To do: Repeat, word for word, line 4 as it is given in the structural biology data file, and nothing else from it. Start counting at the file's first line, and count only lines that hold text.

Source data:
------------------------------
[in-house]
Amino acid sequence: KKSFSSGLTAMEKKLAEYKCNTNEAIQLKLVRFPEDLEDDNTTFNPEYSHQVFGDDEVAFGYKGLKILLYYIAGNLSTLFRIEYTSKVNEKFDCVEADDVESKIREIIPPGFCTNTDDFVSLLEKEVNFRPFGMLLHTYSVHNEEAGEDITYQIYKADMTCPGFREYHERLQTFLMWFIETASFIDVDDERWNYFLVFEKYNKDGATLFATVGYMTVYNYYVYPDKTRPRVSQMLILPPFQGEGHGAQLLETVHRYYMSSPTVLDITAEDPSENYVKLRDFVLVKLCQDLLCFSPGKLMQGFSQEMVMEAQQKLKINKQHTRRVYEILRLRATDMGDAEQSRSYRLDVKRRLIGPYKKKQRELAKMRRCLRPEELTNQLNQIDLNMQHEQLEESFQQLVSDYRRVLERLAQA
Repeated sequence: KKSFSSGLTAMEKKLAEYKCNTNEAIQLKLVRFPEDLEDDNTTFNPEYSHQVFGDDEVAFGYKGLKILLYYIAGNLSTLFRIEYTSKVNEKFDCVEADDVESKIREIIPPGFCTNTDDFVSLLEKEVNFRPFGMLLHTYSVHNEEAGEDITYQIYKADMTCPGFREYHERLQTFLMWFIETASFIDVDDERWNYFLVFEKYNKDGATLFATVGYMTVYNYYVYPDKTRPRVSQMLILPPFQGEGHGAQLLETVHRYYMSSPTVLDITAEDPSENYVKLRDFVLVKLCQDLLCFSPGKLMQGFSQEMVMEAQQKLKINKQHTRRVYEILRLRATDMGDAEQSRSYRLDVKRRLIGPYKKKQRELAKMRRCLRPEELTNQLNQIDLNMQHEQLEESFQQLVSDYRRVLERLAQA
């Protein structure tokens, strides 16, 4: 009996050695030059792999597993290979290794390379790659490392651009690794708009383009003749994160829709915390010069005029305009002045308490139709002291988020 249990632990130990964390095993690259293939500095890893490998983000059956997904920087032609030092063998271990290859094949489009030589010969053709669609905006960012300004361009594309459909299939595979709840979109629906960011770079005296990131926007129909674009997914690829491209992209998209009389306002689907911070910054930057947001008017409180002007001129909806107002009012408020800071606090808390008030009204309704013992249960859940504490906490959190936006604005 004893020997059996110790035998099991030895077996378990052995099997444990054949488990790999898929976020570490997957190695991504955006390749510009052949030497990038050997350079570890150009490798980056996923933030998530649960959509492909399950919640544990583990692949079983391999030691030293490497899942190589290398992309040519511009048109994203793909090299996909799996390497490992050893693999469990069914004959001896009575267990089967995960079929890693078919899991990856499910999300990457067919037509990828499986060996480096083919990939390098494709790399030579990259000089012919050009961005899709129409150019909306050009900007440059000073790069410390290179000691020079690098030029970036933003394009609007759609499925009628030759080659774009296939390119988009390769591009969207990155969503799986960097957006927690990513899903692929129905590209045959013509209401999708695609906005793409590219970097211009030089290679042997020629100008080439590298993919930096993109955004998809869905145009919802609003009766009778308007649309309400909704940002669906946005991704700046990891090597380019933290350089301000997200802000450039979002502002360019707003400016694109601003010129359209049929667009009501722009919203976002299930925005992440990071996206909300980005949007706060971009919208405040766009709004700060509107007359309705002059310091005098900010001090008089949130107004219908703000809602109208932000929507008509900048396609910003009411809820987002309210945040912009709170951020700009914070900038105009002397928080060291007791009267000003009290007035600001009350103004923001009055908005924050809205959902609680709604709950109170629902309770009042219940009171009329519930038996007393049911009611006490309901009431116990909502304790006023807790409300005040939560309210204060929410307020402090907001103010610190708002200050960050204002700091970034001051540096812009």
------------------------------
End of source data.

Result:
């Protein structure tokens, strides 16, 4: 009996050695030059792999597993290979290794390379790659490392651009690794708009383009003749994160829709915390010069005029305009002045308490139709002291988020 249990632990130990964390095993690259293939500095890893490998983000059956997904920087032609030092063998271990290859094949489009030589010969053709669609905006960012300004361009594309459909299939595979709840979109629906960011770079005296990131926007129909674009997914690829491209992209998209009389306002689907911070910054930057947001008017409180002007001129909806107002009012408020800071606090808390008030009204309704013992249960859940504490906490959190936006604005 004893020997059996110790035998099991030895077996378990052995099997444990054949488990790999898929976020570490997957190695991504955006390749510009052949030497990038050997350079570890150009490798980056996923933030998530649960959509492909399950919640544990583990692949079983391999030691030293490497899942190589290398992309040519511009048109994203793909090299996909799996390497490992050893693999469990069914004959001896009575267990089967995960079929890693078919899991990856499910999300990457067919037509990828499986060996480096083919990939390098494709790399030579990259000089012919050009961005899709129409150019909306050009900007440059000073790069410390290179000691020079690098030029970036933003394009609007759609499925009628030759080659774009296939390119988009390769591009969207990155969503799986960097957006927690990513899903692929129905590209045959013509209401999708695609906005793409590219970097211009030089290679042997020629100008080439590298993919930096993109955004998809869905145009919802609003009766009778308007649309309400909704940002669906946005991704700046990891090597380019933290350089301000997200802000450039979002502002360019707003400016694109601003010129359209049929667009009501722009919203976002299930925005992440990071996206909300980005949007706060971009919208405040766009709004700060509107007359309705002059310091005098900010001090008089949130107004219908703000809602109208932000929507008509900048396609910003009411809820987002309210945040912009709170951020700009914070900038105009002397928080060291007791009267000003009290007035600001009350103004923001009055908005924050809205959902609680709604709950109170629902309770009042219940009171009329519930038996007393049911009611006490309901009431116990909502304790006023807790409300005040939560309210204060929410307020402090907001103010610190708002200050960050204002700091970034001051540096812009």